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The solar industry is one of the fastest-growing industries globally, so it’s no surprise that new entrepreneurs consider getting involved in this boom every day. If you’re reading this right now, you’re likely thinking about riding this solar wave yourself, but you’re not sure where or how to start.  

While starting any business can be a large endeavor for anyone, this article will serve as an introduction and guide on starting a solar company, from the very beginning to how to generate leads and scale your company up from a one-man operation to a fully staffed and operational business.  

Whether you’re brand new to the solar industry and just earned the required PV licenses to work in your state, or you’re a solar installer or salesperson looking to branch out and start something new, there’s something in this guide for you.  

How to start a successful solar company 

Congratulations! Choosing the solar energy industry as the path for your business is a wise and responsible choice. Not only is it a growing industry with tons of room for success, but it also contributes to a cleaner, more sustainable environment. 

Before you jump right into it, though, let’s talk about one thing: goal setting. Without proper goal setting, your solar company will be like everyone else’s – with no direction and nowhere to go. You can’t just say what you want to do; you need to set deadlines and create action plans that will help you sustain the business. Can your actions meet your expectations? 

Examine past projects or events that were successful in this field and see if you can follow their pattern of success in creating your own goals. Also, keep an eye on other companies in this field who are doing well with their goals. If one of them has set up five branches around the globe in six months, don’t try to match them if you’re still new to this industry, as the chances are high that you won’t be able to meet their standards yet. 

Instead, aim for more realistic goals like hiring your first wave of staff within the first year; whatever works for you and helps build your confidence and reputation among clients and competitors over time.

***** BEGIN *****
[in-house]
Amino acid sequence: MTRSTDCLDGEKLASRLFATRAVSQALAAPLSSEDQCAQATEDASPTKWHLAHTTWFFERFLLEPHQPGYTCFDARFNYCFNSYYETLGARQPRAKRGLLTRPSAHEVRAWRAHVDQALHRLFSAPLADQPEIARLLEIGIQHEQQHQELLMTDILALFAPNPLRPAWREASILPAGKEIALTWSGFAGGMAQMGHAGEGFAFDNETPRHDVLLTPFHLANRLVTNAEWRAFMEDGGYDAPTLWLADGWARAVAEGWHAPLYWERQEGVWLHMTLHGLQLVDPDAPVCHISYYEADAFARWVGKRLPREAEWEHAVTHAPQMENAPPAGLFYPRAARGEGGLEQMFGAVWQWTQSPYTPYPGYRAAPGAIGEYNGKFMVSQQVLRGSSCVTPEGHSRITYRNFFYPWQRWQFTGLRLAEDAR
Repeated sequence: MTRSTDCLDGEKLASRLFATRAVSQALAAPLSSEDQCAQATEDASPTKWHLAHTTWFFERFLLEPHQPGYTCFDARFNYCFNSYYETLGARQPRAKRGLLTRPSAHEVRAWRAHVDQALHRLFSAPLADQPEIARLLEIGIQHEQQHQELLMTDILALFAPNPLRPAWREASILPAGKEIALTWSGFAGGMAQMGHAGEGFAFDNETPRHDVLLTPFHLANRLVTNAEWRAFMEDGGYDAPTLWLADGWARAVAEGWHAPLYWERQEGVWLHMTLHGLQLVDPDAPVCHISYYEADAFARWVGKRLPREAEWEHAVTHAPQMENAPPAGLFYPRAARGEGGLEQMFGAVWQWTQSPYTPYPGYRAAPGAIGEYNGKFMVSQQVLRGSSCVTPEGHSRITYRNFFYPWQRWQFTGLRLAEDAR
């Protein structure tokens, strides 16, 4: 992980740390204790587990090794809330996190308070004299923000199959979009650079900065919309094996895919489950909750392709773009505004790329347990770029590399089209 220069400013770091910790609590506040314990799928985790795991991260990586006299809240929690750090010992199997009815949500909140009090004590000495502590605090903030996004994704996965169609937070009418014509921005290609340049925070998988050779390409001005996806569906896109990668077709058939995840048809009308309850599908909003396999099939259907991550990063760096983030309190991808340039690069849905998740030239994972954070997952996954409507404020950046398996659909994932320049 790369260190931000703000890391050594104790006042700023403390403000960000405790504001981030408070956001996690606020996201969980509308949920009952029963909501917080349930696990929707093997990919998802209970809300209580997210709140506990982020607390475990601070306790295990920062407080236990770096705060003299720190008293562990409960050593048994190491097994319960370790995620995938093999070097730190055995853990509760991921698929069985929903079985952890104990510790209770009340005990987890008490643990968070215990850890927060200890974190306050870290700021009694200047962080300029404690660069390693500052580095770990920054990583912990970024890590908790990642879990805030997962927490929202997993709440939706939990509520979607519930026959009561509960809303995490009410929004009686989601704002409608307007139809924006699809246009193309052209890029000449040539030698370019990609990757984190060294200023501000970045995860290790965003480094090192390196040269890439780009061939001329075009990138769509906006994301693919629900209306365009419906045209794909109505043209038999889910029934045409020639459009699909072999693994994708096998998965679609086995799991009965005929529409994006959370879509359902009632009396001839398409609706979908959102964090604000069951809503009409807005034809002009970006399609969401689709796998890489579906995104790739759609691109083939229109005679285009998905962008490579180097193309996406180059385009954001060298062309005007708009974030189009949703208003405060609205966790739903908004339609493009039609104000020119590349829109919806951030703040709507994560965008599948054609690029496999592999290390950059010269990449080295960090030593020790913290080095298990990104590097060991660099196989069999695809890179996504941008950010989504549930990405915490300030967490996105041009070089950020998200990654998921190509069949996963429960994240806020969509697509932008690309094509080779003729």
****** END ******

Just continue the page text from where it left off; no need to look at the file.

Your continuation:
How to Get Started/First Steps 

Once you’ve set some realistic goals for yourself, it’s time to plan and get started. Here’s a quick list of every step you should consider before starting your business.  

  1. Settle on a business structure (sole proprietorship, partnership, corporation). 
  2. Write a detailed business plan. This is important as it will guide all your decisions and help you secure funding. 
  3. Educate yourself further on the solar industry and learn to analyze the market. This will help you understand how your business fits in and determine its prospects for success. Learn what your competition is doing and identify how to stand out from them; that is, offer something different or better than they do. 
  4. Design a solar marketing plan. This should be based on a SWOT analysis; that is, an analysis of strengths, weaknesses, opportunities, and threats concerning other businesses in the same industry. If this sounds complicated, don’t worry too much, as there are plenty of online resources detailing exactly how to go about this step-by-step.
  5. Apply for funding if required. You can apply for grants or loans from various government agencies. If successful, you’ll then have to figure out what equipment/inventory you need to buy and build so you can have everything ready when the funds arrive. You may also need some initial investment capital which can come from personal savings or friends/family members willing to invest their money into your venture (be sure they’re aware of any potential risks, though!). Consider using crowdfunding platforms like Kickstarter, too – it could give your company exposure while raising money simultaneously! 

Writing A Solar Business Plan 

Writing a business plan is one of the first steps in starting a solar business. For many, this means creating a comprehensive, 30-plus page document covering all aspects of your proposed company, from market research to financing and marketing. 

However, there’s no need to panic – it’s possible to create an effective business plan without spending weeks at it. Below are the six most important things you need to understand when writing one: 

  1. Know your market 
  2. Know your competition 
  3. Know what makes you unique 
  4. Know how you’re going to finance your business 
  5. Know what equipment and tools you’ll need 
  6. Know how you’re going to find clients 

When writing your business plan, you must answer a few questions about what makes your solar installation business unique. What sets you apart from the competition? What expertise do you bring to the market? Why would people want to buy from you rather than someone else? 

The truth is that most of your competitors will have roughly the same level of experience as you. So, when thinking about what makes your business unique, think about why it’s in a good position to succeed.